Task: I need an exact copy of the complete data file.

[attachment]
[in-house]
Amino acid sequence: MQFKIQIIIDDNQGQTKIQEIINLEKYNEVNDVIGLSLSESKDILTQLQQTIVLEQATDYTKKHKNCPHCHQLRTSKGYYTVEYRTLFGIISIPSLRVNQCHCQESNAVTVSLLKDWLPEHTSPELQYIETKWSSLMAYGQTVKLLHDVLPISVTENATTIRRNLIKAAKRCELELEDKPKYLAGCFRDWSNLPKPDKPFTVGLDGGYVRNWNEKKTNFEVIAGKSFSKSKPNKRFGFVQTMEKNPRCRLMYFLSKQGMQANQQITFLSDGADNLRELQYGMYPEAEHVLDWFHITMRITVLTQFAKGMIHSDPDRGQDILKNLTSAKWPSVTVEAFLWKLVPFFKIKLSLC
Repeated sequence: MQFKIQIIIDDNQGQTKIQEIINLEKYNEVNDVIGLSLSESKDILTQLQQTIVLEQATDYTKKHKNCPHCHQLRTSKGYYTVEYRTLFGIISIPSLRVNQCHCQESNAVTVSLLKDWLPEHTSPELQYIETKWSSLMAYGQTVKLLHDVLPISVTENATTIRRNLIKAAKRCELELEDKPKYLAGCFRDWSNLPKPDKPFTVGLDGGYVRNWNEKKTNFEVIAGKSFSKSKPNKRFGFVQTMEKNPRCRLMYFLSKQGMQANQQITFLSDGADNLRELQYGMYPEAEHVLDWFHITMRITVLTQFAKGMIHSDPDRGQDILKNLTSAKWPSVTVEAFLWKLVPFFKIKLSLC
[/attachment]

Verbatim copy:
[in-house]
Amino acid sequence: MQFKIQIIIDDNQGQTKIQEIINLEKYNEVNDVIGLSLSESKDILTQLQQTIVLEQATDYTKKHKNCPHCHQLRTSKGYYTVEYRTLFGIISIPSLRVNQCHCQESNAVTVSLLKDWLPEHTSPELQYIETKWSSLMAYGQTVKLLHDVLPISVTENATTIRRNLIKAAKRCELELEDKPKYLAGCFRDWSNLPKPDKPFTVGLDGGYVRNWNEKKTNFEVIAGKSFSKSKPNKRFGFVQTMEKNPRCRLMYFLSKQGMQANQQITFLSDGADNLRELQYGMYPEAEHVLDWFHITMRITVLTQFAKGMIHSDPDRGQDILKNLTSAKWPSVTVEAFLWKLVPFFKIKLSLC
Repeated sequence: MQFKIQIIIDDNQGQTKIQEIINLEKYNEVNDVIGLSLSESKDILTQLQQTIVLEQATDYTKKHKNCPHCHQLRTSKGYYTVEYRTLFGIISIPSLRVNQCHCQESNAVTVSLLKDWLPEHTSPELQYIETKWSSLMAYGQTVKLLHDVLPISVTENATTIRRNLIKAAKRCELELEDKPKYLAGCFRDWSNLPKPDKPFTVGLDGGYVRNWNEKKTNFEVIAGKSFSKSKPNKRFGFVQTMEKNPRCRLMYFLSKQGMQANQQITFLSDGADNLRELQYGMYPEAEHVLDWFHITMRITVLTQFAKGMIHSDPDRGQDILKNLTSAKWPSVTVEAFLWKLVPFFKIKLSLC